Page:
5 April 2017 Characterization of carrier erythrocytes for biosensing applications
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J. of Biomedical Optics, 22(9), 091510 (2017). doi:10.1117/1.JBO.22.9.091510
Erythrocyte abundance, mobility, and carrying capacity make them attractive as a platform for blood analyte sensing as well as for drug delivery. Sensor-loaded erythrocytes, dubbed erythrosensors, could be reinfused into the bloodstream, excited noninvasively through the skin, and used to provide measurement of analyte levels in the bloodstream. Several techniques to load erythrocytes, thus creating carrier erythrocytes, exist. However, their cellular characteristics remain largely unstudied. Changes in cellular characteristics lead to removal from the bloodstream. We hypothesize that erythrosensors need to maintain native erythrocytes’ (NEs) characteristics to serve as a long-term sensing platform. Here, we investigate two loading techniques and the properties of the resulting erythrosensors. For loading, hypotonic dilution requires a hypotonic solution while electroporation relies on electrical pulses to perforate the erythrocyte membrane. We analyze the resulting erythrosensor signal, size, morphology, and hemoglobin content. Although the resulting erythrosensors exhibit morphological changes, their size was comparable with NEs. The hypotonic dilution technique was found to load erythrosensors much more efficiently than electroporation, and the sensors were loaded throughout the volume of the erythrosensors. Finally, both techniques resulted in significant loss of hemoglobin. This study points to the need for continued development of loading techniques that better preserve NE characteristics.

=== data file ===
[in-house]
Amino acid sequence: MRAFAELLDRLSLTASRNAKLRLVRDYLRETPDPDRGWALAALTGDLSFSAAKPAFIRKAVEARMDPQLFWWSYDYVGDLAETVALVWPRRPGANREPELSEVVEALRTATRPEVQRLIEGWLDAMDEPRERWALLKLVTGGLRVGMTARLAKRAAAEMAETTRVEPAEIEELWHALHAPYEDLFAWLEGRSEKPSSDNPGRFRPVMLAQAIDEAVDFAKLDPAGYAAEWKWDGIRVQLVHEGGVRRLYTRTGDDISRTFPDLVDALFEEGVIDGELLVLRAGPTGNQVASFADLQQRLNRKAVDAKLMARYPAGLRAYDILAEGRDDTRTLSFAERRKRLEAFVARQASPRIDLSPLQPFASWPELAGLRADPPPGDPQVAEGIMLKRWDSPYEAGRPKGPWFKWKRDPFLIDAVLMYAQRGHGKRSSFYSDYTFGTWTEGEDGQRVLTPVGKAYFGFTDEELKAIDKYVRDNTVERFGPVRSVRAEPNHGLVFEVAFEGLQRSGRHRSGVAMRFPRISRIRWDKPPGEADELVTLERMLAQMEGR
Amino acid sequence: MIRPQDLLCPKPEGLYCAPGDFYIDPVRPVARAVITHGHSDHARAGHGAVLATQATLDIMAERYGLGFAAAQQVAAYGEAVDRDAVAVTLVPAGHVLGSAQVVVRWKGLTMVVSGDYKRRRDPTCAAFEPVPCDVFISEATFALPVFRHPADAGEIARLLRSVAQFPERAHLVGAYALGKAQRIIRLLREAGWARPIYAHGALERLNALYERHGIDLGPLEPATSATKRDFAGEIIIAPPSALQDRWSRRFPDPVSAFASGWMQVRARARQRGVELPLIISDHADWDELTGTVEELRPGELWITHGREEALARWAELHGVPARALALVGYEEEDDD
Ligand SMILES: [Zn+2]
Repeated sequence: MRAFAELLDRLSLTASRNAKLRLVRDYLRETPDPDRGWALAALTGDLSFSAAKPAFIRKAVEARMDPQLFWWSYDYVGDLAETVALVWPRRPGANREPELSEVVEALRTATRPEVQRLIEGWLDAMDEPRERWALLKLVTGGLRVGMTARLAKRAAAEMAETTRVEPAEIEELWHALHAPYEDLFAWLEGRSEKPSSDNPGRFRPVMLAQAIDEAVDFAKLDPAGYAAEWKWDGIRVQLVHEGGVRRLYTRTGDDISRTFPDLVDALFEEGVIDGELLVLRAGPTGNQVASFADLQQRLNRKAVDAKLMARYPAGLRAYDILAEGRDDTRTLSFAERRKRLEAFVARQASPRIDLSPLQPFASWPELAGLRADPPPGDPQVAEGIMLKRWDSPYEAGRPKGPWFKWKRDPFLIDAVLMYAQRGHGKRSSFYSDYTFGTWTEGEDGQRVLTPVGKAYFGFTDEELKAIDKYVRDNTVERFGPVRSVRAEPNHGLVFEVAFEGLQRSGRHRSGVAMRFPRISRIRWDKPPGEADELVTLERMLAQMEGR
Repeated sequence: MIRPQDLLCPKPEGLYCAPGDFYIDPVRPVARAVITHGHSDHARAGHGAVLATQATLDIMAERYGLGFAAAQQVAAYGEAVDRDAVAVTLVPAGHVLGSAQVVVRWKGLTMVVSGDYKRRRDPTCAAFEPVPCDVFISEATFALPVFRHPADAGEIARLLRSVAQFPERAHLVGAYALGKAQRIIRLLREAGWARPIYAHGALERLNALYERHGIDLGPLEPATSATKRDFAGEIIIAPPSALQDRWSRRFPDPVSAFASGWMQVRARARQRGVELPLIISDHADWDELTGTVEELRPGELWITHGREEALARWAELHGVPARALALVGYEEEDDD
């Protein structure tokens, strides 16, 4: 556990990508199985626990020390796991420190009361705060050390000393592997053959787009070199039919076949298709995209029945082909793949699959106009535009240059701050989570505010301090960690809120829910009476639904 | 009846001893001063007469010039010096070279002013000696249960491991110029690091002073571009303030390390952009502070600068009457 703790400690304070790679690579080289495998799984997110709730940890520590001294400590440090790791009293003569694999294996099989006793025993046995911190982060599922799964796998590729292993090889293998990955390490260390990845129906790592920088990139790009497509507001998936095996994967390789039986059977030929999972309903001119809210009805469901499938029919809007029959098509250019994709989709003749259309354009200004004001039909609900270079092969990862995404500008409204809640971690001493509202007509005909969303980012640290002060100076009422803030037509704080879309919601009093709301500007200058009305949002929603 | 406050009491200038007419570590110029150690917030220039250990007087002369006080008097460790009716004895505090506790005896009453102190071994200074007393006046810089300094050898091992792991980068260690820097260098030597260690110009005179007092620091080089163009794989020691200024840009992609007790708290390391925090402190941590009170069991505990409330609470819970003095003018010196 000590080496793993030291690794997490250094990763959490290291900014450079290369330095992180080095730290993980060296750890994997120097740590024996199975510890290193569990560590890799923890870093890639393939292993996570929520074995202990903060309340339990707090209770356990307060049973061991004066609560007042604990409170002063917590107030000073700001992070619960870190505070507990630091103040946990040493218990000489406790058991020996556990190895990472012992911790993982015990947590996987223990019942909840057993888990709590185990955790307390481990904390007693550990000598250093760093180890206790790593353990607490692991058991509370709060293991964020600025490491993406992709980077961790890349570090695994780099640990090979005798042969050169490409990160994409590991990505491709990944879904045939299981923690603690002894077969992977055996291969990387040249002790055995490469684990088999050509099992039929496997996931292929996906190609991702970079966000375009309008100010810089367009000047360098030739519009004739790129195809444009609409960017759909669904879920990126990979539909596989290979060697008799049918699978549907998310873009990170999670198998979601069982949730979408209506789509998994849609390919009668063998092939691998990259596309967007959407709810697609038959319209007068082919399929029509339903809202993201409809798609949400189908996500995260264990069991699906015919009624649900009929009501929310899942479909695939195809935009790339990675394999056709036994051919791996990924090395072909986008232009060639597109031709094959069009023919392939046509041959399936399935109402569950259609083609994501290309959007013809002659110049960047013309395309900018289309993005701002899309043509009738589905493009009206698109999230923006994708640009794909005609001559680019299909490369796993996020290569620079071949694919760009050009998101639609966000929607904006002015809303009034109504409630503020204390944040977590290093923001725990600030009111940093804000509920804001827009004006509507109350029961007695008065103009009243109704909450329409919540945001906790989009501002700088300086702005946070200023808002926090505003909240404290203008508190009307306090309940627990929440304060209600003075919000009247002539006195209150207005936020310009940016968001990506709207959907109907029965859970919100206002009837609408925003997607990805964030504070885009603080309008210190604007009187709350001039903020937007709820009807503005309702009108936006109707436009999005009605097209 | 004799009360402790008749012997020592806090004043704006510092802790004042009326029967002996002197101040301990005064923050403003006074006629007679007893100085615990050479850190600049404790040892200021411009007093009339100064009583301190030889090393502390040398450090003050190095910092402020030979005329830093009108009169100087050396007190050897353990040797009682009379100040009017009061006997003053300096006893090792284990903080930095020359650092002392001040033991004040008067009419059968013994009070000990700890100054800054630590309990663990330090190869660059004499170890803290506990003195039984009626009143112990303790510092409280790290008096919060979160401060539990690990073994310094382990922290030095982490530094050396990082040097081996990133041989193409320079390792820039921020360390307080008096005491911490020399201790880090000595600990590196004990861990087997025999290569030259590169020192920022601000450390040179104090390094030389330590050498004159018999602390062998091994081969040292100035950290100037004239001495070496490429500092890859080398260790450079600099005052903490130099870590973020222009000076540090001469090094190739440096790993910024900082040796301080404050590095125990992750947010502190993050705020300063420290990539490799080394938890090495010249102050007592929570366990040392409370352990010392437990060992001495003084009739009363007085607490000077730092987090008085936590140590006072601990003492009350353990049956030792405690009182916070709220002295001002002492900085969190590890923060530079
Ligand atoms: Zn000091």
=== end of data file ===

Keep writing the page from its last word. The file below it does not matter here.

© 2017 Society of Photo-Optical Instrumentation Engineers (SPIE)
Sandra C. Bustamante López, Kenith E. Meissner, "Characterization of carrier erythrocytes for biosensing applications," Journal of Biomedical Optics 22(9), 091510 (5 April 2017). https://doi.org/10.1117/1.JBO.22.9.091510 Submission: Received 16 December 2016; Accepted 9 March 2017
Submission: Received 16 December 2016; Accepted 9 March 2017





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